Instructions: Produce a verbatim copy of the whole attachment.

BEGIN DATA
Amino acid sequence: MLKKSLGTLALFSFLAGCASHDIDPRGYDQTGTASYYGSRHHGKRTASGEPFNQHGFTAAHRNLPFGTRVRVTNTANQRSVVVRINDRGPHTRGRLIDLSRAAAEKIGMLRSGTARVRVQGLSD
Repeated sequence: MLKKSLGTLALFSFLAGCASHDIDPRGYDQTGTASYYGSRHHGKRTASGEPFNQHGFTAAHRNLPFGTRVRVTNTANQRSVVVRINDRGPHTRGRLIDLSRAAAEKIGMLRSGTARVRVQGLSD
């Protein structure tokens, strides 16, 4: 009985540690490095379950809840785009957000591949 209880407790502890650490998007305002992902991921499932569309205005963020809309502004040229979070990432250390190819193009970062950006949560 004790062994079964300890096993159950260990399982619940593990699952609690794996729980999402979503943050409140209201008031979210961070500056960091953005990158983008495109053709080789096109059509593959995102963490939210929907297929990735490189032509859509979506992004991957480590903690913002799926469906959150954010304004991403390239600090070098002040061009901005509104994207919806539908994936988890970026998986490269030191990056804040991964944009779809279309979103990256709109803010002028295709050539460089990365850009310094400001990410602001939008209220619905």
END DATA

Amino acid sequence: MLKKSLGTLALFSFLAGCASHDIDPRGYDQTGTASYYGSRHHGKRTASGEPFNQHGFTAAHRNLPFGTRVRVTNTANQRSVVVRINDRGPHTRGRLIDLSRAAAEKIGMLRSGTARVRVQGLSD
Repeated sequence: MLKKSLGTLALFSFLAGCASHDIDPRGYDQTGTASYYGSRHHGKRTASGEPFNQHGFTAAHRNLPFGTRVRVTNTANQRSVVVRINDRGPHTRGRLIDLSRAAAEKIGMLRSGTARVRVQGLSD
């Protein structure tokens, strides 16, 4: 009985540690490095379950809840785009957000591949 209880407790502890650490998007305002992902991921499932569309205005963020809309502004040229979070990432250390190819193009970062950006949560 004790062994079964300890096993159950260990399982619940593990699952609690794996729980999402979503943050409140209201008031979210961070500056960091953005990158983008495109053709080789096109059509593959995102963490939210929907297929990735490189032509859509979506992004991957480590903690913002799926469906959150954010304004991403390239600090070098002040061009901005509104994207919806539908994936988890970026998986490269030191990056804040991964944009779809279309979103990256709109803010002028295709050539460089990365850009310094400001990410602001939008209220619905």